# Wave watching by proxy — looking at how waves focus light on the sea floor

What is it that we actually look at when we go wave watching? Water is pretty much clear (or at least it is in the spots where I like to go wave watching), so how come we are able to see waves?

What we are looking at are not actually the waves themselves, but at how surfaces oriented in different directions reflect light from different directions towards us, and usually the light isn’t uniformly distributed, so we see lighter and darker areas on the waves that are associated with certain orientations of the surface, i.e. the slopes going up and down to and from the crests.

But this only happens if we look at water at a small angle — then the water surface acts to reflect most of the light from above. However if we look at water at a steep angle, we are actually able to look inside. See this in the picture above? This is due to a phenomenon called total internal reflection.

Now that light easily gets in and out of the water, the water surface does something weird: It acts as a lens and focusses light on the sea floor so we see bright areas and not so bright areas. And looking at how the brightness is distributed on the sea floor, we can figure out what the waves must be to have focussed the light in exactly that way, even though we can’t see the water surface.

Let’s start with an easy example. Below, you see the half circles of concentric waves radiating away from some obstacle at the bottom of the sea wall. The further away from the center you look, the more other waves you notice as the concentric circles become more and more difficult to see.

Moving on to a slightly more difficult case below.

You see the waves radiating away from the seagulls. Behind them, at a shallow angle, you mainly see the ambient light of the sky reflected on the waters surface to let you see the waves. Towards us, though, at a steeper angle, it gets more and more difficult to see the water surface and the waves, but we start seeing the light focussed on the sea floor, mirroring the circles of the waves above.

Here is another example of waves , except this time we see because of reflection of light on the surface further out, vs focussing of light on the sea floor closer to us, except that this time we are not looking at the same waves any more. The waves further out are wind waves and waves the birds made, the waves further in are similar to the ones in the second picture — created by an obstacle at the base of the sea wall.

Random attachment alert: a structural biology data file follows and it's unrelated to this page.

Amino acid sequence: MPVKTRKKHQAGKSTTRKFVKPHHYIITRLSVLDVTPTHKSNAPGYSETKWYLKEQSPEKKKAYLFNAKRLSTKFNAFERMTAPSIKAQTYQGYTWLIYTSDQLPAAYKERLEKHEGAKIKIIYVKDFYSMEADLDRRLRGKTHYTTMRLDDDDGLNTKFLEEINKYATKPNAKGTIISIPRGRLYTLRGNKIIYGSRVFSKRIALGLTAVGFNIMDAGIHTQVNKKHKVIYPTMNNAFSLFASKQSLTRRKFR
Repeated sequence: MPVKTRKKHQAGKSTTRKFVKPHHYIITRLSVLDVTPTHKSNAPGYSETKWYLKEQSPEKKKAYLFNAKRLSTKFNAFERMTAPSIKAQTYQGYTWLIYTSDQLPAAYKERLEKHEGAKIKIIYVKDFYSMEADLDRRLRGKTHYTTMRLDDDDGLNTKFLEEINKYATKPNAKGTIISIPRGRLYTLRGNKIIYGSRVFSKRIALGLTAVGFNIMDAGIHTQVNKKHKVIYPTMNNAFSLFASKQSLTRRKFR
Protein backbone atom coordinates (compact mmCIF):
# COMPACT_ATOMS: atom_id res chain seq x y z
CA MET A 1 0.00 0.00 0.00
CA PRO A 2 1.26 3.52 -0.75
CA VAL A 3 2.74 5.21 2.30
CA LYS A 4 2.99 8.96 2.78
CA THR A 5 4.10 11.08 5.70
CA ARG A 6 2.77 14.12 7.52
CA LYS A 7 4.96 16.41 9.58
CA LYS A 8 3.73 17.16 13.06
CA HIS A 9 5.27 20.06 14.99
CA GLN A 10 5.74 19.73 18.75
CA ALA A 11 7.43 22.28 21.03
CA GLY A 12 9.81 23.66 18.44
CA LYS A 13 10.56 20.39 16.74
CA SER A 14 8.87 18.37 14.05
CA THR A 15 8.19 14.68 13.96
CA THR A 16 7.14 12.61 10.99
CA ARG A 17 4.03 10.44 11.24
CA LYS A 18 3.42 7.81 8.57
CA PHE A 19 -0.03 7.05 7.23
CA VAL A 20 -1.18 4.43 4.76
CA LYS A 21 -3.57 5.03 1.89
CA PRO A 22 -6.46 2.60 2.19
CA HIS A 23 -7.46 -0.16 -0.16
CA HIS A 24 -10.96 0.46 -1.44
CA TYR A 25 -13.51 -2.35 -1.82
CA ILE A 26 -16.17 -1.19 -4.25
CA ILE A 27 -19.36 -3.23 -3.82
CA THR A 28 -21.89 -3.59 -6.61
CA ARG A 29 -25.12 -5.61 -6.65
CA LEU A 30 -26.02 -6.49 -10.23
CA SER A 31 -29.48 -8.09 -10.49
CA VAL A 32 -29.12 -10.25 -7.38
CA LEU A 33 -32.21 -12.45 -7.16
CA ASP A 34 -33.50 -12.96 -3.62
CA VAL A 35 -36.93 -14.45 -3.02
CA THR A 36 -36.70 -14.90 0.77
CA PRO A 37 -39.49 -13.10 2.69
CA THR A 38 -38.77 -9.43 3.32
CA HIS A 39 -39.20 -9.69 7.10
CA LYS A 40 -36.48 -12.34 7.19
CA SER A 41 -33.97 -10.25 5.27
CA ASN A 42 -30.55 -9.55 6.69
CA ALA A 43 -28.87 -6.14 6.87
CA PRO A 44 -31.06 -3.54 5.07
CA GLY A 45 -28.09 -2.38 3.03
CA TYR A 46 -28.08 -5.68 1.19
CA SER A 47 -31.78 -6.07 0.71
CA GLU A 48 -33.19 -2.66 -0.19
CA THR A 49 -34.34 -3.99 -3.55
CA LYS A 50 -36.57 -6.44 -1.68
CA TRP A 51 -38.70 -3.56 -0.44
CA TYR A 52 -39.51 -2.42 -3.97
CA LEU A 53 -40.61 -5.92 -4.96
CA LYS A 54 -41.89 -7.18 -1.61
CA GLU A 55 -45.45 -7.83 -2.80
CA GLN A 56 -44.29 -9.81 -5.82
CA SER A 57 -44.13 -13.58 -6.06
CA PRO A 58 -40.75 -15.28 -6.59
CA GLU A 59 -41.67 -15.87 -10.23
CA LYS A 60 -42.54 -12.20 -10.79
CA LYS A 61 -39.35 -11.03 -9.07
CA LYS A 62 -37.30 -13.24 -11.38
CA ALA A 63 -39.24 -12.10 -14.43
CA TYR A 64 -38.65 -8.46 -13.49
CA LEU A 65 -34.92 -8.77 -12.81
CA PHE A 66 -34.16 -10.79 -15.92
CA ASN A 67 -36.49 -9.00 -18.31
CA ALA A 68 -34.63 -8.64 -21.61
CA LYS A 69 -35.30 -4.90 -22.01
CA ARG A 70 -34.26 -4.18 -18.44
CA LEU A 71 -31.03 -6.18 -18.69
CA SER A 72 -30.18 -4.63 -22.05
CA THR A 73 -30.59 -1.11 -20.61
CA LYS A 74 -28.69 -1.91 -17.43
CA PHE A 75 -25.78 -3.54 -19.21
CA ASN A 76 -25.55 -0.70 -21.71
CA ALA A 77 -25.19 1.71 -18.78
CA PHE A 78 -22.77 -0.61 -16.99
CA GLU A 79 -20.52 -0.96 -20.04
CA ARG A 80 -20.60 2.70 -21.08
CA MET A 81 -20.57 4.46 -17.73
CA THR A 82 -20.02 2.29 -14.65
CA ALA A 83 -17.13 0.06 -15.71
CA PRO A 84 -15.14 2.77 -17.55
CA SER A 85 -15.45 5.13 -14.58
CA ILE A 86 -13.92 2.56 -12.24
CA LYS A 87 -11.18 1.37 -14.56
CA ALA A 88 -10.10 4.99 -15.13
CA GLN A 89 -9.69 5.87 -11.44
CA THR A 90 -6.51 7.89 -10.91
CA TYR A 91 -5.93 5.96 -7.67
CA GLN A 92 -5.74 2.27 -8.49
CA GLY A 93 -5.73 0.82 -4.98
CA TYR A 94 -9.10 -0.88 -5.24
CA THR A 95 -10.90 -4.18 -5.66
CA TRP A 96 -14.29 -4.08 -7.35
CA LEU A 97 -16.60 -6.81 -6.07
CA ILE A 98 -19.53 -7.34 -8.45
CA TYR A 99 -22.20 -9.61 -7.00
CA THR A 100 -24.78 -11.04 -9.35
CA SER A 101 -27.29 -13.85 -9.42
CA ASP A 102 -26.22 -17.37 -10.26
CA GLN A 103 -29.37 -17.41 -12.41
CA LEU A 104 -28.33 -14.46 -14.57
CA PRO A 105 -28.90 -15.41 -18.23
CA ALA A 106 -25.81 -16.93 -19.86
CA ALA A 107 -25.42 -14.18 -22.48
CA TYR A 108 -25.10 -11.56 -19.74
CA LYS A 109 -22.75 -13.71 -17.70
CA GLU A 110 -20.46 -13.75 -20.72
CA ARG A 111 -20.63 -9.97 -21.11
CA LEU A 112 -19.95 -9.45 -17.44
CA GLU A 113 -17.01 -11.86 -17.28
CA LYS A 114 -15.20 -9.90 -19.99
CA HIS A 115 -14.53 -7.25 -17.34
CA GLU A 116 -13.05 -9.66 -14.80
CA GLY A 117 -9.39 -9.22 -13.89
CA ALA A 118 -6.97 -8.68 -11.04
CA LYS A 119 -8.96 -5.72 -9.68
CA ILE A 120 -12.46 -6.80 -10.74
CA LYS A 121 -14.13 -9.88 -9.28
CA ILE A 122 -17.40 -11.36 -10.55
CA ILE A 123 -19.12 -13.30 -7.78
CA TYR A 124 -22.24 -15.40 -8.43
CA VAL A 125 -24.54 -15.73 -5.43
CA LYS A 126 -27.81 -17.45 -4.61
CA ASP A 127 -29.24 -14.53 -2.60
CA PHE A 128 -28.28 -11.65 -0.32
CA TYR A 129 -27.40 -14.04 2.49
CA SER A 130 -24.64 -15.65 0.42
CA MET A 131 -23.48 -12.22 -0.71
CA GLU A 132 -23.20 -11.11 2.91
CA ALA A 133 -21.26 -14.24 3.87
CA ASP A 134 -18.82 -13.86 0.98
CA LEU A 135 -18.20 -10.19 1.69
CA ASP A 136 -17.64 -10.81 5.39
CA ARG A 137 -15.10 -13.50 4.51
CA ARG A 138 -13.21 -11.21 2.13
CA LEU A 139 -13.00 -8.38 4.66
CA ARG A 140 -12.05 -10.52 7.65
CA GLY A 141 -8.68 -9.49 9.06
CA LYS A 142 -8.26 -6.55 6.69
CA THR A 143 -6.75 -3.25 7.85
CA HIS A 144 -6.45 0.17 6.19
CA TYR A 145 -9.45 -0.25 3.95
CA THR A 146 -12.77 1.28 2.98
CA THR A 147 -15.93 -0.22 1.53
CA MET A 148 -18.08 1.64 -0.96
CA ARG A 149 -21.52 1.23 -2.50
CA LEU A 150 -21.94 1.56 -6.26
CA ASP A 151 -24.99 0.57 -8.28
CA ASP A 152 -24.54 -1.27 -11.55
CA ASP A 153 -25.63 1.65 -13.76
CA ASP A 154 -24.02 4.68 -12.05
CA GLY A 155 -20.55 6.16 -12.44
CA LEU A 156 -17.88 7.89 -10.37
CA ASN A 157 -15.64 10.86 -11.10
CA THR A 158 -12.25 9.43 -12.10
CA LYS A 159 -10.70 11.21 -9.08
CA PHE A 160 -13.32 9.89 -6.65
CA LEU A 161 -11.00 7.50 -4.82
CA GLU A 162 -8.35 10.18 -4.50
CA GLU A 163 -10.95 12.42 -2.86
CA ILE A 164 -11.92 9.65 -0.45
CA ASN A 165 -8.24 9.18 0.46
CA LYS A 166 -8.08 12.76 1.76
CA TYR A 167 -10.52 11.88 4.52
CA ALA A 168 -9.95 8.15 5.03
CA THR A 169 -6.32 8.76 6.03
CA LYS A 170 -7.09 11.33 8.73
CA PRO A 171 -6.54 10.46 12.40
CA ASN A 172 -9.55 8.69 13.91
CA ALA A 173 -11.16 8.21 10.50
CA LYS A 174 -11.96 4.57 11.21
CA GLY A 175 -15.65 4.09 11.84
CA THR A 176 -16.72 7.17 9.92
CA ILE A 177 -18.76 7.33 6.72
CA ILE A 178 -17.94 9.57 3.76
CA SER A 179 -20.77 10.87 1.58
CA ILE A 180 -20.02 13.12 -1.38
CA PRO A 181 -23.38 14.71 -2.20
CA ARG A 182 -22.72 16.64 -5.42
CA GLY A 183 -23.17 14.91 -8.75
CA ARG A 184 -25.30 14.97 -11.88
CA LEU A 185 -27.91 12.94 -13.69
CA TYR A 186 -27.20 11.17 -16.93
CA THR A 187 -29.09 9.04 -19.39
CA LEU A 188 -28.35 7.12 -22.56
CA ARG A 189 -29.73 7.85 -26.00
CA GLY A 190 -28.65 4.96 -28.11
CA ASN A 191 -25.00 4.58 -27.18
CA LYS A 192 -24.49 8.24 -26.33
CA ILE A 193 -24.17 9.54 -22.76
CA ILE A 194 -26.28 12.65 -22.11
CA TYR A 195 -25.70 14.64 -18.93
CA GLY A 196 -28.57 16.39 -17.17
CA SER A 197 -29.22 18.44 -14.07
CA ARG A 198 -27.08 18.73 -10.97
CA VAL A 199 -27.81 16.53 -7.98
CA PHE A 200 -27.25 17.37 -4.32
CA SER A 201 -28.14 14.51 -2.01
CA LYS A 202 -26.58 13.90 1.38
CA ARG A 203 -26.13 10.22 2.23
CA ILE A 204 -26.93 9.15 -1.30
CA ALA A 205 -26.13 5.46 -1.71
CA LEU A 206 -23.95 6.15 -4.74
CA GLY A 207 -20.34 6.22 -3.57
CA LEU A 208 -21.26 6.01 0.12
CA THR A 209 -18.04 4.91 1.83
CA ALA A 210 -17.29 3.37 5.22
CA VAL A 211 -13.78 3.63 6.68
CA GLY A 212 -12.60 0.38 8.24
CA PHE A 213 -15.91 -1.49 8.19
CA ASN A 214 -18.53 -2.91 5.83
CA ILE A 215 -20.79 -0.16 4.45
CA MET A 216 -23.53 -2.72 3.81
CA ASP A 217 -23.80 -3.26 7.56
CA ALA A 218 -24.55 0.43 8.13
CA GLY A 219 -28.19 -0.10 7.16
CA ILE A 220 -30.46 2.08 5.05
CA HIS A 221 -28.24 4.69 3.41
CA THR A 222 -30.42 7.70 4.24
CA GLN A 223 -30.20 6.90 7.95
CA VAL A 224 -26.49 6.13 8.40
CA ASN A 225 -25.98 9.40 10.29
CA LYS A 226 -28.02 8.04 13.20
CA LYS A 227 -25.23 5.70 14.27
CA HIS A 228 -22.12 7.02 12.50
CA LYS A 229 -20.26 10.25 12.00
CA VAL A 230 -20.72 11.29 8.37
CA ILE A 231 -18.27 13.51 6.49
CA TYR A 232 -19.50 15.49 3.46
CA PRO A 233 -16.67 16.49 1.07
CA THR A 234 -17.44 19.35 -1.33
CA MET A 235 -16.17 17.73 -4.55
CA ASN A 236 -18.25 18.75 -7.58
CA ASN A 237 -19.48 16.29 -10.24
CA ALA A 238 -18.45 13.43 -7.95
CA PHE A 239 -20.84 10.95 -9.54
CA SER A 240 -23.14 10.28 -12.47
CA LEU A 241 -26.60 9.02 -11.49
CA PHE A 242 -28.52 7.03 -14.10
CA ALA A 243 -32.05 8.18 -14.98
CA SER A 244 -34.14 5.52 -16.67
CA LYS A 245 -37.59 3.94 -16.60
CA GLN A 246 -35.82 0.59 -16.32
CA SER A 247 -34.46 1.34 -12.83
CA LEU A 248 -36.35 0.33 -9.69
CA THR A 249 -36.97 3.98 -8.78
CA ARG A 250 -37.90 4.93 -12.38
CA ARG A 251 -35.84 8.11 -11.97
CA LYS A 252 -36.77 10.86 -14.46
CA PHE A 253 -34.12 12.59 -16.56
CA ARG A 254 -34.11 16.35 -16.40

But then sometimes it gets really difficult to reconcile the waves we see through these two different phenomena. Below, the wave field we see by looking at the light reflected at the surface seems to be dominated by wave crests coming towards us, with the crests being more or less parallel to the sea wall at the bottom of the picture. There is some small stuff going on on top of that, but it doesn’t seem very important.

But now looking at the pattern of light on the sea floor, we pick out something very different: The dominant wave crests are now perpendicular to the sea wall when you look at the middle of the picture below (towards the bottom we see those half circles again that we saw above, too)! Where do those wave crests come from that are perpendicular to the sea wall?

There are actually two things I can think of.

First: they are actually an important part of the wave field, we just don’t pick them up very well because — in contrast to the waves coming towards us with the side going up towards the crest reflecting the dark land behind us and the side going down towards the trough reflecting the bright sky — waves going perpendicularly to that field would mainly reflect the sky, so it would be hard to make out their crests and troughs since they appear to be the same color.